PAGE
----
An ISO 27001 risk assessment in nine simple steps

Getting organised to tackle a risk assessment for information security purposes requires quite a lot of planning and legwork. The following nine steps describe the basic process of conducting a risk assessment in line with the requirements of ISO 27001. In this case, we have followed an asset-based risk assessment, although ISO 27001:2013 does not specify that an asset-based methodology has to be followed.

  1. Before getting started, you need to establish which controls are already in place to meet contractual, regulatory and legal obligations, and then set out the rules governing how you intend to identify risks (your risk assessment approach or methodology).
  2. It is important to define the following:
    • How you plan to identify the various risk owners to take accountability for the risks.
    • The risk criteria that you are going to apply (how the risk will affect the confidentiality, availability and integrity of the information).
    • The impact of the risk and likelihood of the risk occurring.
    • The method of calculating the overall risk (for instance, by using the likelihood x impact formula).
  3. You should also determine your organisation’s appetite for risk and the risk acceptance threshold, which will require input from the organisation’s management team.
  4. Following that, a good starting point is to compile a list of information assets. It will be easier to work from an existing list of information assets, such as hard copies, electronic files, removable media, mobile devices, etc. Compiling a list of such assets does not come without challenges, though. Intangibles such as intellectual property must be included. Most companies already have this list of assets and they can simply work from it, expanding it where necessary.
  5. Once you have drawn up a comprehensive list of your assets, the next step is to identify the threats and vulnerabilities that apply to each asset. For instance, in the case of a company mobile device, the threat could be ‘theft of mobile device’, while the vulnerability can be ‘lack of formal policy for mobile devices’.
  6. Once you have gone through the entire process of applying threats and vulnerabilities to assets, you should qualify the extent of the risk by assigning values based on your risk criteria (the impact x likelihood values of the risk coming to pass).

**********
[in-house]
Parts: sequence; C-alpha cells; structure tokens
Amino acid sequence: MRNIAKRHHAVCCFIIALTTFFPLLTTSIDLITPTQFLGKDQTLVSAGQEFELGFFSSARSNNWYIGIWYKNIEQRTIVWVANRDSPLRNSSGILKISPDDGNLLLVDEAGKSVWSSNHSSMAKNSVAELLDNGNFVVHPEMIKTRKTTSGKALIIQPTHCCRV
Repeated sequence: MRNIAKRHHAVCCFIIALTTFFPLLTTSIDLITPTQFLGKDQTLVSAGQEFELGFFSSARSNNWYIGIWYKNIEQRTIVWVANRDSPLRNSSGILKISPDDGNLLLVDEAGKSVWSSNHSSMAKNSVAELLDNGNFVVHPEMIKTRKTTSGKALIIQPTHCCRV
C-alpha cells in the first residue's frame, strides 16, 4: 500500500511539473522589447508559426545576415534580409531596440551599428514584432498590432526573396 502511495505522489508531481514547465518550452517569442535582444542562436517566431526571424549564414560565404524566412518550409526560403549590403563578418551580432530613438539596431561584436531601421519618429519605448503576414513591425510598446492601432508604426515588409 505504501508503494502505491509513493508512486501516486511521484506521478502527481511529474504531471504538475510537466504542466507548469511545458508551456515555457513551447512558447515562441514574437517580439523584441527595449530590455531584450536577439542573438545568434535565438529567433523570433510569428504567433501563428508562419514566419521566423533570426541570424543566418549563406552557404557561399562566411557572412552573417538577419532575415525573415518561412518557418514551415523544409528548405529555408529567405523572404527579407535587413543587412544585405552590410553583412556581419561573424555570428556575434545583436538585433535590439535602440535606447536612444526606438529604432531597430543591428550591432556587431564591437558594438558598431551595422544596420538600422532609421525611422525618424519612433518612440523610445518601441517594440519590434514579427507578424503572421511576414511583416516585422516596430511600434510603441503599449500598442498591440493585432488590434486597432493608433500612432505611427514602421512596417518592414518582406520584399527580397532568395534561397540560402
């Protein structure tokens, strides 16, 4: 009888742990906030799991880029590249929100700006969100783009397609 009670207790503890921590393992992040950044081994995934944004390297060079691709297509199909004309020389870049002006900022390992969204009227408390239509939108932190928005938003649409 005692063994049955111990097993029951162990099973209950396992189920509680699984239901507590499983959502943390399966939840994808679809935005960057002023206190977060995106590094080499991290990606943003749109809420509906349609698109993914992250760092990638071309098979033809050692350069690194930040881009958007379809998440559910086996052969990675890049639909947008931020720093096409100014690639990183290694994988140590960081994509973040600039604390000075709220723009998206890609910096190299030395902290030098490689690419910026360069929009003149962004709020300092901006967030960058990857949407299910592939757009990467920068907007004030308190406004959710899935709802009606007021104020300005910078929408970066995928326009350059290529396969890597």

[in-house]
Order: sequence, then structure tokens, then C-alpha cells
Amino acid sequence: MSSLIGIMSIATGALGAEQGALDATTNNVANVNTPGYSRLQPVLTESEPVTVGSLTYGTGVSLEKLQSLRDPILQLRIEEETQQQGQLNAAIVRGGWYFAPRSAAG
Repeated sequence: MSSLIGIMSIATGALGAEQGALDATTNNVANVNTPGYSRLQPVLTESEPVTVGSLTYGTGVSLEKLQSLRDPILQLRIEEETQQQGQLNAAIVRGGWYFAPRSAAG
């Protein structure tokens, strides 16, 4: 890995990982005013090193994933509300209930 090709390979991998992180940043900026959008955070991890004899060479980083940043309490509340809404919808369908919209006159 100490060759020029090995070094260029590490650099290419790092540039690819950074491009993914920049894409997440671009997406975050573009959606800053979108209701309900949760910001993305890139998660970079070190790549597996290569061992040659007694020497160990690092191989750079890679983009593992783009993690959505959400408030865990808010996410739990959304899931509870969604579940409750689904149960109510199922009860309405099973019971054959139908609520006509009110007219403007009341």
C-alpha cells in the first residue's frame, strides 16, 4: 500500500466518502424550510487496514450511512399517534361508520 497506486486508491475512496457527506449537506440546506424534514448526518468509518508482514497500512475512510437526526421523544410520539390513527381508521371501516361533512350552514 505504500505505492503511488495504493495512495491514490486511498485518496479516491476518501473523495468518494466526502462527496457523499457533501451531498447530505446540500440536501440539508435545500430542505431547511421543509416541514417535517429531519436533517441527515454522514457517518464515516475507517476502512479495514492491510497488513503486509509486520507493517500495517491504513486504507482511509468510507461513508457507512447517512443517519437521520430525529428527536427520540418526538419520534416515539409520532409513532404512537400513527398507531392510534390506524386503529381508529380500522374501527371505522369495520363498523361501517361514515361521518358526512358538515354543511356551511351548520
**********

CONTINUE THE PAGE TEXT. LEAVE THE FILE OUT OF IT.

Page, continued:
7. The next step is to mitigate the risks in order to reduce them to an agreed, acceptable level. You may wish to treat the risk (by implementing a control), tolerate the risk (owing to a specific corporate decision), transfer the risk to an insurance firm or other third party, or totally eliminate the risk (by taking action such as scrapping a specific process completely).
  8. ISO 27001 provides a comprehensive list of recommended controls that can be applied to treat the identified risks effectively. In order to keep a detailed audit trail, you should collect proof that controls have been implemented, allocate due dates for implementation and assign owners for each of the risks.
  9. Reporting is the last but not the least critical element of the risk assessment process. ISO 27001 requires that a Statement of Applicability be drawn up that specifies the ISO 27001 controls relevant to your business and why those controls have been selected. The risk treatment plan provides a summary of each of the identified risks, the responses that have been designed for each risk, the parties responsible for those risks and the target date for applying the risk treatment.

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This infographic explains how vsRisk will help you through every step of the risk assessment process:

vsRisk simplifies and speeds up the risk assessment process, cuts costs and ensures accurate, repeatable risk assessments, year after year.

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